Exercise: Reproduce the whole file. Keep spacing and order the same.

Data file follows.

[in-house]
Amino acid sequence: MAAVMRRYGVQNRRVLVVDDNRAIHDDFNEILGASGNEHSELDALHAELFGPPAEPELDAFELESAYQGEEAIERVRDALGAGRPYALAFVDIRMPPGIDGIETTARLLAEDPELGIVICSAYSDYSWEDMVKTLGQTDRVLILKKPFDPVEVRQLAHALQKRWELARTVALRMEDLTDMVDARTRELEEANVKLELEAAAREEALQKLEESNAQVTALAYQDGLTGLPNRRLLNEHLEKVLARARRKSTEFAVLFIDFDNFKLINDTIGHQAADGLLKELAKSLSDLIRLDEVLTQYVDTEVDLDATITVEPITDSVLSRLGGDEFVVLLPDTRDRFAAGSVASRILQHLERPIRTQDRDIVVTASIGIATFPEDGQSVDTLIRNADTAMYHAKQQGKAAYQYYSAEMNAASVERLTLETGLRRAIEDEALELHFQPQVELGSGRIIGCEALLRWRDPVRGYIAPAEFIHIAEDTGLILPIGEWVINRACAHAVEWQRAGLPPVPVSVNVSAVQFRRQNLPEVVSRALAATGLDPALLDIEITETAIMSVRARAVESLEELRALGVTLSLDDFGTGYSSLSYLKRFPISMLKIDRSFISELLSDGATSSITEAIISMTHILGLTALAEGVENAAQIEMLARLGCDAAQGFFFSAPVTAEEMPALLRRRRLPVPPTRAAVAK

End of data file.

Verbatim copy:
[in-house]
Amino acid sequence: MAAVMRRYGVQNRRVLVVDDNRAIHDDFNEILGASGNEHSELDALHAELFGPPAEPELDAFELESAYQGEEAIERVRDALGAGRPYALAFVDIRMPPGIDGIETTARLLAEDPELGIVICSAYSDYSWEDMVKTLGQTDRVLILKKPFDPVEVRQLAHALQKRWELARTVALRMEDLTDMVDARTRELEEANVKLELEAAAREEALQKLEESNAQVTALAYQDGLTGLPNRRLLNEHLEKVLARARRKSTEFAVLFIDFDNFKLINDTIGHQAADGLLKELAKSLSDLIRLDEVLTQYVDTEVDLDATITVEPITDSVLSRLGGDEFVVLLPDTRDRFAAGSVASRILQHLERPIRTQDRDIVVTASIGIATFPEDGQSVDTLIRNADTAMYHAKQQGKAAYQYYSAEMNAASVERLTLETGLRRAIEDEALELHFQPQVELGSGRIIGCEALLRWRDPVRGYIAPAEFIHIAEDTGLILPIGEWVINRACAHAVEWQRAGLPPVPVSVNVSAVQFRRQNLPEVVSRALAATGLDPALLDIEITETAIMSVRARAVESLEELRALGVTLSLDDFGTGYSSLSYLKRFPISMLKIDRSFISELLSDGATSSITEAIISMTHILGLTALAEGVENAAQIEMLARLGCDAAQGFFFSAPVTAEEMPALLRRRRLPVPPTRAAVAK